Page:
The Mandolin Player

Santosh Bakaya

Santosh Bakaya


“Ajay, don’t you go there, ever”, Bub, my grandfather, short for Babuji had warned me repeatedly, raising an admonitory finger and saying, “I pride myself on being a rationalist, but, believe me, there are certain things that belie explanation.  Stay away from the pine forest, and that ancient house there, or else ….” My red-cheeked granny had nodded assent, handing both of us mugs of kehwa and bagels.
But the curiosity bug had bitten me good and proper and it would not allow me to rest, unless I had investigated what was so eerie about it.   So ,one cold Sunday, immediately after a heavy breakfast of eggs and the local Kashmiri bread, I , a ten year old, headed towards the pine forest , which, I thought ,had a fairy tale ring  about it, but the others thought differently .
I did not know who a rationalist was, or what a rationalist did for a living, but the threat in Bub’s words, “stay away from the pine forest, or else”, simply did not allow me to steer clear of the forest. 
Every year, I was in Srinagar during the summer and winter breaks, where my grandparents had a huge, rambling house, which always seemed to be full of relatives and friends. That year also I was there during my winter vacation, my parents had some work in Delhi and they had not accompanied me. 

Piercing through the thick forest of pines, I reached the ancient building which was built with a combination of terracotta bricks and deodar wooden logs. I stood awestruck, almost mesmerized that the building still shone with glimpses of its lost grandeur, pulsating and throbbing with hidden secrets. 

As I stood watching it, I felt as if sharp eyes were boring holes in my back. I immediately whirled back to find someone silhouetted under a pine tree. It was a young man, clad in the dirtiest pheran ever seen on any man.  He had an absolutely bedraggled mandolin in his hands, his eyes were blood -shot, but he had the gentlest smile ever seen on a human’s face.
Will you listen to my song?” He asked, walking towards me, as if in a trance. 
Horror – struck, I ran in confusion, while yells and screams followed me.
“I am not going to gobble you, just listen to my song….. Just listen to my song.”
Now, I ran more frantically, as his yells teetered into sobs, “no one listens to my songs. No one ….. No one…….”

I tried to sneak into the house surreptitiously, but to my utter relief, I found that no one had noticed my absence. They all probably thought that I was out playing Sunday cricket with the neighborhood kids.  Bub was in the garden talking to some neighbours, he smiled in my direction and continued talking to them.
“You know, a shepherd was grazing his sheep in the forest, and that figure again chased him…..sobbing and weeping ….” Some words fell into my ears.
“Oh, all a figment of the imagination!” I heard Bub talking in a dismissive tone as I headed towards my room. 

Now so many years later, I had returned to the same house in the wilderness, now, a well-known writer, with three best-selling novels in my literary kitty. My bub had long left this world, so had granny, and I had come to Srinagar, merely to revisit my memories of that pine forest and the mysterious house inside. I had always found the lure of the dark, mysterious and mesmerizing forest, irresistible. The house was still deserted, the windows and doors all open. I walked into the house, closed the door and sat near the window of the front room on a rickety chair, smiling to myself, recalling my juvenile fears and apprehensions that day, so many years back.  But the figure of that mandolin player came flashing before my eyes, making me think and think.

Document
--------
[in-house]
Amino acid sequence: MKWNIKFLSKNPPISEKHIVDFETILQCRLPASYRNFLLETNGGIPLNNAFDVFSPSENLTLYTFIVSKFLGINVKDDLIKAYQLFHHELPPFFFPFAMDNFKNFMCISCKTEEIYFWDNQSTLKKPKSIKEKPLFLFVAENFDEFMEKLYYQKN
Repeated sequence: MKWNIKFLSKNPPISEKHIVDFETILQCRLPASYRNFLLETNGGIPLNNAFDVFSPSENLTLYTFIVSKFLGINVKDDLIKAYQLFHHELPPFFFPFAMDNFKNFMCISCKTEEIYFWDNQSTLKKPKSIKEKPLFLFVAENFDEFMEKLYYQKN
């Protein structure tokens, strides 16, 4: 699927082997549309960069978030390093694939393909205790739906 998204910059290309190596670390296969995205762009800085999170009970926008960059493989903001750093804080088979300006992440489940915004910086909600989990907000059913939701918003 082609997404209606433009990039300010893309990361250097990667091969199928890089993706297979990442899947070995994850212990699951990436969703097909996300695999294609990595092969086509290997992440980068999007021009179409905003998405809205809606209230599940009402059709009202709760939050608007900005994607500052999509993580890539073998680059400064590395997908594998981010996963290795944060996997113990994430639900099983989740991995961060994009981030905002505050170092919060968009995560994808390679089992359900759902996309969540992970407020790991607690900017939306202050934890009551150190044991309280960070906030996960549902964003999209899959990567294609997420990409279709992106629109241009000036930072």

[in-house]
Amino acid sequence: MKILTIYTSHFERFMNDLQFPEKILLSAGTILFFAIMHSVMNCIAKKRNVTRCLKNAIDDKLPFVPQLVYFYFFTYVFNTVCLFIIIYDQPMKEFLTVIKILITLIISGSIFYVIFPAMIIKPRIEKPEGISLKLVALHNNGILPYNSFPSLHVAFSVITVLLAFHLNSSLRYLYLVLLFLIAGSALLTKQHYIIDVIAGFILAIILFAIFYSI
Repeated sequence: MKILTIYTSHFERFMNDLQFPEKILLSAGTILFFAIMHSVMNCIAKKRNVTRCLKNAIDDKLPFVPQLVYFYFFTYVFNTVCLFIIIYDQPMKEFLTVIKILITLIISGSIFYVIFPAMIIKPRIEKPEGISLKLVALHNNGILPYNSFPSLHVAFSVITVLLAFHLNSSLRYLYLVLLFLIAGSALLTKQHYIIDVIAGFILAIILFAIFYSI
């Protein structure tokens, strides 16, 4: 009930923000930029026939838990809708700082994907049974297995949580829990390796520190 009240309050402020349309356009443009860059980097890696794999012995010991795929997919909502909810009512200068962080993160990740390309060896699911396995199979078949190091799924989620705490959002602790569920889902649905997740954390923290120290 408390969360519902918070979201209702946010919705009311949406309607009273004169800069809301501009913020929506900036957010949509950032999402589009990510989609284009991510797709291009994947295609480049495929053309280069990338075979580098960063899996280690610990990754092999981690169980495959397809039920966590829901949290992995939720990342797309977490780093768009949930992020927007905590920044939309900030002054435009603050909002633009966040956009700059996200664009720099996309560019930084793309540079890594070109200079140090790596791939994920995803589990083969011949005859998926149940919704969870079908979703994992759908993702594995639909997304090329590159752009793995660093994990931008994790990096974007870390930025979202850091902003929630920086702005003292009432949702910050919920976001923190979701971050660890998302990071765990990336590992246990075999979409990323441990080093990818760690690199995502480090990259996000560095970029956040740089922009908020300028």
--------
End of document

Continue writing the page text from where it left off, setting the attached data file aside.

The night was thick with the scent of wild flowers and pine trees rustling outside, a couple of owls hooted, and the surroundings resounded with the ear-piercingly shrill lyrical zeal  of the exuberant cicadas .Through the window , I could see glow worms playing their nocturnal game of hide and seek in the sprawling brambles . Was it my imagination, or did I really hear footsteps on the gravel outside?
Then a knock. Clear. Unmistakable.  Rising above the sloughing of trees.
‘Please listen to my song …..Please …”. And then a discordant tune of muffled humming, as though a hive of absolutely mournful bees had been disturbed.
This time, you will listen to my song, won’t you? Ple…a...se.” 
I sat absolutely motionless for some time, then I heard receding footsteps, and heart- wrenching sobs pierced the night, mingling with the flapping of bats’ wings and hooting of owls.
After a couple of hours, I ventured enough courage to leave the house. The dawn had started creeping slowly and no sooner did I open the door, than I stopped short. Right outside the door, lay an old and bedraggled mandolin, shining with a faux brilliance in the rays of the early morning sun. Had the mandolin player left his unsung, unappreciated, unheard songs and mandolin to me?
I felt a lump in my throat as I picked up the mandolin and a mournful song erupted on my lips.  

Later, I heard stories that there was this extremely talented singer, who had gone to Bombay to try his luck, and had met nothing but failure there. On coming back to Srinagar, he had slowly lost the zeal to live, and had committed suicide. 
My grandfather was a rationalist, so was I, but what was it that I had twice encountered in the pine forest?  His lost soul, yearning to sing those songs dead and gone with him?

Maybe I would someday write a book about it. 

2 comments :

  1. Read the story with bated breath. Yes, there is a domain that is beyond the rational. The narrative moves smoothly and engagingly. An excellent story. Congrats, Santosh Bakaya.

    ReplyDelete
  2. beautiful story, the setting is lovely, the pine forest, the mandolin player who sings from his heart. Ah! Had I been there! kudos dear storyteller

    ReplyDelete

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